SPRINGFIELD, Mo. — Over 1.25 million Americans live with type-1 diabetes, an auto-immune disease that causes the pancreas to stop producing insulin. An increasing number of children under the age of 20 are diagnosed with type-1 diabetes every year. One of those kids is Ellie Rowe, a Springfield-native who hopes to make the terrifying time of diagnosis just a little easier for new cases.
Rowe is 11 years old, and has quickly become an expert on handling her health and the spectrum of emotions that come with it.
“I remember when I was in third grade, I had no idea what was happening,” explained Rowe. “I had to learn stuff, I had to learn how to divide before my class.”
Calculating carbs at every meal, administering insulin, countless finger pricks to monitor blood sugar, and learning to be in-tune with the body are just a few of the lessons diabetics must learn to live a healthy life.
Rowe was diagnosed with type-1 diabetes after feelings of exhaustion and excessive thirst. She remembers her world turning upside down the moment the diagnosis came.
“I started to cry saying ‘I don’t understand what’s happening,’ and mom had to sit down and try to explain– even though she didn’t know too much about diabetes either,” recalled Rowe. Ellie is the first known case of type-1 diabetes in her family.
With the support of family and friends, Ellie has learned how to navigate a new lifestyle. Teachers and students at the Springfield Lutheran School where Ellie attends are aware of her condition and are able to recognize when she needs assistance.
“We’ve all learned from Ellie’s resilience and cheerfulness, and I think that there’s a certain optimism because she knows that we all have something in our lives, for her it’s diabetes,” said Ellie’s mom Megan Rowe.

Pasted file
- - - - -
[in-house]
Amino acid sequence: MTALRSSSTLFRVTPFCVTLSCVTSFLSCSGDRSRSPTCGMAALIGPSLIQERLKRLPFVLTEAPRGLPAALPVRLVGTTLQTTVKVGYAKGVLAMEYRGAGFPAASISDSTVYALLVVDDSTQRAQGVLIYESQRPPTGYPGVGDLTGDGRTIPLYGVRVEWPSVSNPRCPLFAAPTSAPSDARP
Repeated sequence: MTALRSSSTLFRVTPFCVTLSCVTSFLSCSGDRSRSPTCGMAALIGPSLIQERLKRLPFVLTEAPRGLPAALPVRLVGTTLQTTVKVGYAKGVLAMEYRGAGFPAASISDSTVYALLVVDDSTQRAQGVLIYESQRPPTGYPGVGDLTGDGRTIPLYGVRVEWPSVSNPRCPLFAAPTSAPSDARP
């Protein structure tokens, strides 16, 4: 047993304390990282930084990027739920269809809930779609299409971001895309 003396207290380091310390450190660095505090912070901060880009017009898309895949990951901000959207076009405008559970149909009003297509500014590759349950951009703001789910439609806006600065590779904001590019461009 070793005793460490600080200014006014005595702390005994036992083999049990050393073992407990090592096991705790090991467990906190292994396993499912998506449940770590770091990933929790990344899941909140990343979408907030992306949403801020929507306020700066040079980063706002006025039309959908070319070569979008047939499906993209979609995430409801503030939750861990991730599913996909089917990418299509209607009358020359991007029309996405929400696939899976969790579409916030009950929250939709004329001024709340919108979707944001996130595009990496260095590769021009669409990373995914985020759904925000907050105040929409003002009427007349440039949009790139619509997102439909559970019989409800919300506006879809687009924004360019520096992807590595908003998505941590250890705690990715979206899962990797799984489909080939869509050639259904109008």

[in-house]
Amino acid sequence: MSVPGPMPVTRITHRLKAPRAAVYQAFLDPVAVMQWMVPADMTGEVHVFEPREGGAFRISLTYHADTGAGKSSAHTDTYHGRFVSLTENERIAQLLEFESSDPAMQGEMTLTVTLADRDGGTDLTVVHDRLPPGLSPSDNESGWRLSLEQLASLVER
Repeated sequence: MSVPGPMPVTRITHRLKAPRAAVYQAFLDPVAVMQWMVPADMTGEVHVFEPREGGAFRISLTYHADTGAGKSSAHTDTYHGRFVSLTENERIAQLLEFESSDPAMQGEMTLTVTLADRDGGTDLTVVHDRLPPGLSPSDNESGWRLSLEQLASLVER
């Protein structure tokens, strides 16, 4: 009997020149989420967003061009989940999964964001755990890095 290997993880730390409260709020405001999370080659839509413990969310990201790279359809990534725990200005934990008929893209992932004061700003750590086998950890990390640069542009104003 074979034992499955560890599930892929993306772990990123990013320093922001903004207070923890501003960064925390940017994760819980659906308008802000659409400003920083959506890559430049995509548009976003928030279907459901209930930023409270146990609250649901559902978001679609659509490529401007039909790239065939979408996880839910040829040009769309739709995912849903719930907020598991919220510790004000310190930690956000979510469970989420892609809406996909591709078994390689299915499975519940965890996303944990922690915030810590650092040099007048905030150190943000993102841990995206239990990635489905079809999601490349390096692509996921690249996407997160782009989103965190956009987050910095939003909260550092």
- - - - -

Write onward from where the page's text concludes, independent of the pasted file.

This newfound responsibility has become the new normal for Ellie, even inspiring her to write about managing diabetes for a class assignment.
“My friends were like ‘you should do [a guide] on diabetes,’ and I started to think about it for a few minutes, and [thought] that wouldn’t be such a bad idea,” said Rowe.
The ABC Guide to Type 1 Diabetes is getting published. Rowe hopes that newly diagnosed children will find comfort in her words during the most challenging time of their lives.
“Part of why Ellie wrote the book is because she received [comfort] and was met with that at the time of her diagnosis,” recalled Megan Rowe.
Ellie’s word of advice for newly diagnosed diabetics is to rely on support systems, and to not be afraid to ask for help. “I mean sure this stuff is hard, but you have friends, family– people who can help you with this.”
The book is currently being edited and is expected to release in 2020.